“It doesn’t hurt to ask,” is one of the many sayings I live by. While there are some exceptions to this rule, it is mostly true and has served me well.
This is especially true when flying. Some passengers keep to themselves for fear of troubling flight attendants. But most flight attendants want you to have a good flight, which makes their jobs easier.
That said, you can often get the following seven things for free on your next flight. You just have to ask. Continue reading…
Couch surfing: What trust.
Lindsey and I finally pulled the plug last week on our basic Comcast cable package, one that cost $14/month for 30 channels (plus the four HD network stations). The Discovery and Travel channel will be missed, as ESPN has been in my house for two years now, but the picture quality and available channels of over-the-air TV never ceases to amaze me.
Using $13 dollar rabbit ears purchased from Best Buy, we now get 17 digital channels (excluding Spanish and complete trash programming), eight of which are broadcast in splended high-definition (CBS, ABC, NBC, FOX, PBS, CW, KJZZ, and PBS 2). Fortunately for the sports addict in me, I at least get the later rounds of all major tournaments, as they are always broadcasted on the four network stations.
Now all we need is free wi-max, the soon-to-be announced free PS3 to DVR firmware, and I’ll be set. Anyone else in the room enjoying over-the-air HD?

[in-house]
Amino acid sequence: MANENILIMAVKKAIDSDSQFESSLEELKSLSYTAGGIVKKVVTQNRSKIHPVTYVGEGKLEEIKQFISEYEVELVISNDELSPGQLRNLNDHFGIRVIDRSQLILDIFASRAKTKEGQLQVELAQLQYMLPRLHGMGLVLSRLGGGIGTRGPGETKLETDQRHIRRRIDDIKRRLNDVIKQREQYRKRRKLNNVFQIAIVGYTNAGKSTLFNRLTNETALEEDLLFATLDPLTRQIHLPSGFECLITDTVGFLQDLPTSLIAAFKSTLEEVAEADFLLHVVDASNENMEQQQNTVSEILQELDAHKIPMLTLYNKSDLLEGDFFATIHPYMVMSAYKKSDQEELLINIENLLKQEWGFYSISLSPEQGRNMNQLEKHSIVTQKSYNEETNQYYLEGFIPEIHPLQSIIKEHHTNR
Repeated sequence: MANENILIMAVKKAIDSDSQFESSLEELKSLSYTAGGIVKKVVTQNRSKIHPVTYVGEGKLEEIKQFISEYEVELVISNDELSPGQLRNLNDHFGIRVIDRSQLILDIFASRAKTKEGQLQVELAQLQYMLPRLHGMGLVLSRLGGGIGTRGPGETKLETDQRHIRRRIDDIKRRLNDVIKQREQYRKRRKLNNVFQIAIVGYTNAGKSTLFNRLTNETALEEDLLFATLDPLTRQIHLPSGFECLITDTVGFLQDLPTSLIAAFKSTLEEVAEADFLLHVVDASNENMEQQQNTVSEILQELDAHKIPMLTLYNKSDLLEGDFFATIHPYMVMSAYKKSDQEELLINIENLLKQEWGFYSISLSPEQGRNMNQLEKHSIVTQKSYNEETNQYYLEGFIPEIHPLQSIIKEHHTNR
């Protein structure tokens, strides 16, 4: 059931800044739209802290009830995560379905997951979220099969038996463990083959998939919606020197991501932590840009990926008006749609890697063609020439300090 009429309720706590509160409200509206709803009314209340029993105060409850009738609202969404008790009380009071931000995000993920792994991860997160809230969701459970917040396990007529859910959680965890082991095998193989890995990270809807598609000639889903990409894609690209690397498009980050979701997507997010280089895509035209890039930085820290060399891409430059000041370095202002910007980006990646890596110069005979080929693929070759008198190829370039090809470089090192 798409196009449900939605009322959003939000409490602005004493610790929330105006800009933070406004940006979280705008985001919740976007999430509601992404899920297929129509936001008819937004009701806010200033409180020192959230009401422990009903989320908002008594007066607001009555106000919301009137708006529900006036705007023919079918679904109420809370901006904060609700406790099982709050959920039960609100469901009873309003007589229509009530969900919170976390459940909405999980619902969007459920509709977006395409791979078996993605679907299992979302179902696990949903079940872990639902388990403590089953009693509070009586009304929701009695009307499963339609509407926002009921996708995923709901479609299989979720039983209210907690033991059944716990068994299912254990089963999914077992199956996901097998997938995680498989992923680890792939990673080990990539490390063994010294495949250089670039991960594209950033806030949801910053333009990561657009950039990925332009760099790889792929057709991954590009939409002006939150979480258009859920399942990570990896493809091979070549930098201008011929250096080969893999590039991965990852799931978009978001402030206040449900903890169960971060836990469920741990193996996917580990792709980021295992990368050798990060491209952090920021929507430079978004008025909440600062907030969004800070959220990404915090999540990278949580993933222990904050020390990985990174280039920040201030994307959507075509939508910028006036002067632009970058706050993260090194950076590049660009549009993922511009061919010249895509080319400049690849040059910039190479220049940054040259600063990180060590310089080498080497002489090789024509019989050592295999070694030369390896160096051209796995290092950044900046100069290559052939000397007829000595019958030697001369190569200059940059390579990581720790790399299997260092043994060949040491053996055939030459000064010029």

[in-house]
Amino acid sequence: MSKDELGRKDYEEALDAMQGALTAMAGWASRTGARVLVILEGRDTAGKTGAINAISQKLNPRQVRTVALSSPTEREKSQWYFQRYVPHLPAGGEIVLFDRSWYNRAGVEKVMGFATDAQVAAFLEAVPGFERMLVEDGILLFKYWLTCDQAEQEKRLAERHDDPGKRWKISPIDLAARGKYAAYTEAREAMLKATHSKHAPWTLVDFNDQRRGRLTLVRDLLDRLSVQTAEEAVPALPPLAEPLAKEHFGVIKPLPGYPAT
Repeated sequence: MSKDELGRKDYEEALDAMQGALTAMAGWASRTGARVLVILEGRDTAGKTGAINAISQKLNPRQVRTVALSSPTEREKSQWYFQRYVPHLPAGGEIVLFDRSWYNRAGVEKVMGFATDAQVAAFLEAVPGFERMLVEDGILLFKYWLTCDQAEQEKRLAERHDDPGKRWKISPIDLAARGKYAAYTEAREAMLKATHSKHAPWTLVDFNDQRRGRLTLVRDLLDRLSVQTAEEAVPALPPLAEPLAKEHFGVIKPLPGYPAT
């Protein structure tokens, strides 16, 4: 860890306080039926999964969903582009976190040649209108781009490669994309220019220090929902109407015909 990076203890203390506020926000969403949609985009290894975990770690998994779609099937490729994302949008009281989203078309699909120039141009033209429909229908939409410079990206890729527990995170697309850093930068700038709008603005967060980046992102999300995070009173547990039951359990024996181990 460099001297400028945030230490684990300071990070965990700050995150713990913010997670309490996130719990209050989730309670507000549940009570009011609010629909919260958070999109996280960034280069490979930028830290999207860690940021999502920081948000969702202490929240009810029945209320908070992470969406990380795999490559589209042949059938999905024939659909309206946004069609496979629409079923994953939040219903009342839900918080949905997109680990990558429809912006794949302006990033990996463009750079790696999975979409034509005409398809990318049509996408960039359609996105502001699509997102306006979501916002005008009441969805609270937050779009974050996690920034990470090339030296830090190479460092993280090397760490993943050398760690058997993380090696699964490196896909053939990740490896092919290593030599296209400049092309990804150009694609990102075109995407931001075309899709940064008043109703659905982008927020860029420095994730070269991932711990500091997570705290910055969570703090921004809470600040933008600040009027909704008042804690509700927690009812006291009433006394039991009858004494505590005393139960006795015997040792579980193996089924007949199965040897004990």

I just got done reading Chris Anderson’s 6,000 word preview for his upcoming book Free! Why $0.00 Is the Future of Business. In short, the article examines cross-subsidies (read: giving away razors to sell razor blades) as they pertain to the web products and their near-zero operating costs. You can have a free lunch so long as someone else picks up the tab, maintains Anderson.
While the article was informative, I don’t think the strategy of giving is “the future of business,” rather it’s an effective marketing tool for select web companies — not everyone, and especially not for offline ventures. Still, Anderson presents some compelling evidence that “free” will become more ubiquitous than I currently believe.
Ironically, and in an effort to deflect the “wait a minute, your product isn’t free” criticism, Wired is offering up to 10,000 copies of its March 2008 issue at not cost to you (a fraction of the 500,000+ issues the publisher sells every month, mind you). Not quite what I’d call “practice what you preach,” but then again, I don’t think Anderson’s article endorses the demise of direct sales altogether, even if his headline does.